Is war neccesary to get things done?

There is an often unquestioned, and unnoticed, assumption that war is necessary to get things done. Not the type of wars we find in Iraq and other places, but the war within each of us, the war with reality.

There is a difference between our stories of what is and what should be, and the tension between these is what drives action. If this is all we know, or have noticed, then it can be difficult to image actions and engagement coming out of anything else.

Yet, when our attachment to even a single story is released, we come to see how life unfolds without war. An impulse comes up, and if there isn’t a good reason not to engage in it, we do it. All within a sense of ease, clarity, simplicity, intimacy with life.

A rambling initial draft…

Here is an often unquestioned, and unnoticed, assumption: War is necessary to get things done.

(War is here a somewhat dramatic way of pointing to what happens when there is a conflict between our stories of what is and should be. If we look closer, there is often a miniature war going on in these situations.)

It is also often a question that comes up for people doing The Work. If I let go of shoulds, won’t I lose motivation, passion and direction?

Whenever our stories of what is and should be conflict, there is a tension there. And when we act on that tension, there is a sense of stress, being driven, and maybe of being obsessive, compulsive, pushed, hunted, haunted. When I look a little closer at this for myself, I find that behind all of it is not only a sense of separation – to life, others, myself, my past or future, but also of fear.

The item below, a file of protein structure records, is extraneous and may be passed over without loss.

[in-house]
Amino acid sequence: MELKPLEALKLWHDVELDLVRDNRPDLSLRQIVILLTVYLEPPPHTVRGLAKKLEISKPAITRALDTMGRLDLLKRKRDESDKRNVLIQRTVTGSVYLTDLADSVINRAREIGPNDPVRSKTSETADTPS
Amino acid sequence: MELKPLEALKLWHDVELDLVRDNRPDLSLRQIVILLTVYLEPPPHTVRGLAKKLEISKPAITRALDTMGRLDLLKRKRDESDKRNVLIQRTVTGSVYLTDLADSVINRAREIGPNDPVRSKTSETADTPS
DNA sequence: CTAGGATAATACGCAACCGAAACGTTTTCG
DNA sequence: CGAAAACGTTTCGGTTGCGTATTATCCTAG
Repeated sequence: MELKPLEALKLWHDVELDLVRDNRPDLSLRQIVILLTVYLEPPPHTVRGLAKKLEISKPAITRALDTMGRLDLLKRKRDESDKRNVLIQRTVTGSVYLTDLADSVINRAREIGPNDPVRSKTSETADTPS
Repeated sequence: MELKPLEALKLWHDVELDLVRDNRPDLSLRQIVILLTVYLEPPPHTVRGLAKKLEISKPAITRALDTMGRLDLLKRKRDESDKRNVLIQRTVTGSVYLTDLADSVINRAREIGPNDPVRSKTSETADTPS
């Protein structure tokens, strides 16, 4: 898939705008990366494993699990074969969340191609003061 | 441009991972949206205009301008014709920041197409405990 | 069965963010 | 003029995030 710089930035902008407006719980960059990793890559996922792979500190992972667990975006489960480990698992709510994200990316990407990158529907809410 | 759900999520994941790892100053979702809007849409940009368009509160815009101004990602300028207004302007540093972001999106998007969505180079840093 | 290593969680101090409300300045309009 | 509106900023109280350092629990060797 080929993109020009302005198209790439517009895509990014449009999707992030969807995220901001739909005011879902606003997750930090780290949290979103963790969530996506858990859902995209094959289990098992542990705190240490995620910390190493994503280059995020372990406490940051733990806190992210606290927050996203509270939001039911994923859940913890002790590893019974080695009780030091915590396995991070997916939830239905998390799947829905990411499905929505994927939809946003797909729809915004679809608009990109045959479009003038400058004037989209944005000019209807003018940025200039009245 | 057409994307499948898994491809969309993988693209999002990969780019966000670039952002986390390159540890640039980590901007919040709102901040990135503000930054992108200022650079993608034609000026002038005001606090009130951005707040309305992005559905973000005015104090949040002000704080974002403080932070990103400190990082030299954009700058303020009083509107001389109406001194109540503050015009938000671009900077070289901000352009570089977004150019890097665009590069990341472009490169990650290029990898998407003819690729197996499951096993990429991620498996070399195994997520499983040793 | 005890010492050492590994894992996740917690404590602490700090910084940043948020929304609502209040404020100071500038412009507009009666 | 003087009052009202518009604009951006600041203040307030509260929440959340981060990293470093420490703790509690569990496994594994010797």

What will happen to me if the is and the shoulds are not more closely aligned? How can I make it happen? What do I need to do? What if I make a wrong decision?

I also find that the shoulds, and the sensations they are anchored in, gives me a sense of something to push off from. I am being pushed by it, and also have something to push off from. This is one of the reasons why it seems effective.

(Any attachment to a story gives a sense of I and Other, right and wrong. It splits the world. And it is also attached to sensations, often amplified through physical tension.)

It seems effective, because things often do get done in this way, even if there is some stress involved.

But is it true that it won’t get done without these beliefs, these shoulds, this tension, this sense of having something to push off from?

When we are caught up in shoulds, there is often a sense of ambivalence and internal conflicts as well. We have shoulds pushing us towards a particular action, and also shoulds telling us why not to do it. This creates an additional tension, whether we act or not.

Without all of this, there is just a sense of simplicity and clarity. An impulse arises, and if we cannot find a good reason why not to do it, we act on it. As Byron Katie says, we get out of our own business.

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